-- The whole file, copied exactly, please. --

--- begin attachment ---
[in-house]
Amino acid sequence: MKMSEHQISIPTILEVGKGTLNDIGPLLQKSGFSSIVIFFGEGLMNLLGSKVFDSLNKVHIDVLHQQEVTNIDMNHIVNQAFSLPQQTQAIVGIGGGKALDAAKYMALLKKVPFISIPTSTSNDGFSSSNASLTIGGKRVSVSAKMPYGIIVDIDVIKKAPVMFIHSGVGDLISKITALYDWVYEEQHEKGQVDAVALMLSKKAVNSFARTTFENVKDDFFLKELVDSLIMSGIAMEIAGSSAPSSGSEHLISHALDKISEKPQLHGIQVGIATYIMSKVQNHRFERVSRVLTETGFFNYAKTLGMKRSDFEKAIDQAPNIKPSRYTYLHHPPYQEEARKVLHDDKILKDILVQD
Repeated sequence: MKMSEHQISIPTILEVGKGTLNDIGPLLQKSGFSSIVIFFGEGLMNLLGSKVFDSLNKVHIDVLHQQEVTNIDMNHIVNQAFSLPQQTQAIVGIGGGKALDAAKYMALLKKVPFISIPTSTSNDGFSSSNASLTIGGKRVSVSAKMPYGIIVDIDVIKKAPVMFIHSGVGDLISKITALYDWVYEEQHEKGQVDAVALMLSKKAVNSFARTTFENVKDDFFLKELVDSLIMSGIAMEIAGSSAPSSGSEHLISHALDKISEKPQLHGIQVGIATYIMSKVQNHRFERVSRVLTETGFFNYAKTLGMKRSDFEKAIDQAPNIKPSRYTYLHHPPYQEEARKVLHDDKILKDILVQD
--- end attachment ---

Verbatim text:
[in-house]
Amino acid sequence: MKMSEHQISIPTILEVGKGTLNDIGPLLQKSGFSSIVIFFGEGLMNLLGSKVFDSLNKVHIDVLHQQEVTNIDMNHIVNQAFSLPQQTQAIVGIGGGKALDAAKYMALLKKVPFISIPTSTSNDGFSSSNASLTIGGKRVSVSAKMPYGIIVDIDVIKKAPVMFIHSGVGDLISKITALYDWVYEEQHEKGQVDAVALMLSKKAVNSFARTTFENVKDDFFLKELVDSLIMSGIAMEIAGSSAPSSGSEHLISHALDKISEKPQLHGIQVGIATYIMSKVQNHRFERVSRVLTETGFFNYAKTLGMKRSDFEKAIDQAPNIKPSRYTYLHHPPYQEEARKVLHDDKILKDILVQD
Repeated sequence: MKMSEHQISIPTILEVGKGTLNDIGPLLQKSGFSSIVIFFGEGLMNLLGSKVFDSLNKVHIDVLHQQEVTNIDMNHIVNQAFSLPQQTQAIVGIGGGKALDAAKYMALLKKVPFISIPTSTSNDGFSSSNASLTIGGKRVSVSAKMPYGIIVDIDVIKKAPVMFIHSGVGDLISKITALYDWVYEEQHEKGQVDAVALMLSKKAVNSFARTTFENVKDDFFLKELVDSLIMSGIAMEIAGSSAPSSGSEHLISHALDKISEKPQLHGIQVGIATYIMSKVQNHRFERVSRVLTETGFFNYAKTLGMKRSDFEKAIDQAPNIKPSRYTYLHHPPYQEEARKVLHDDKILKDILVQD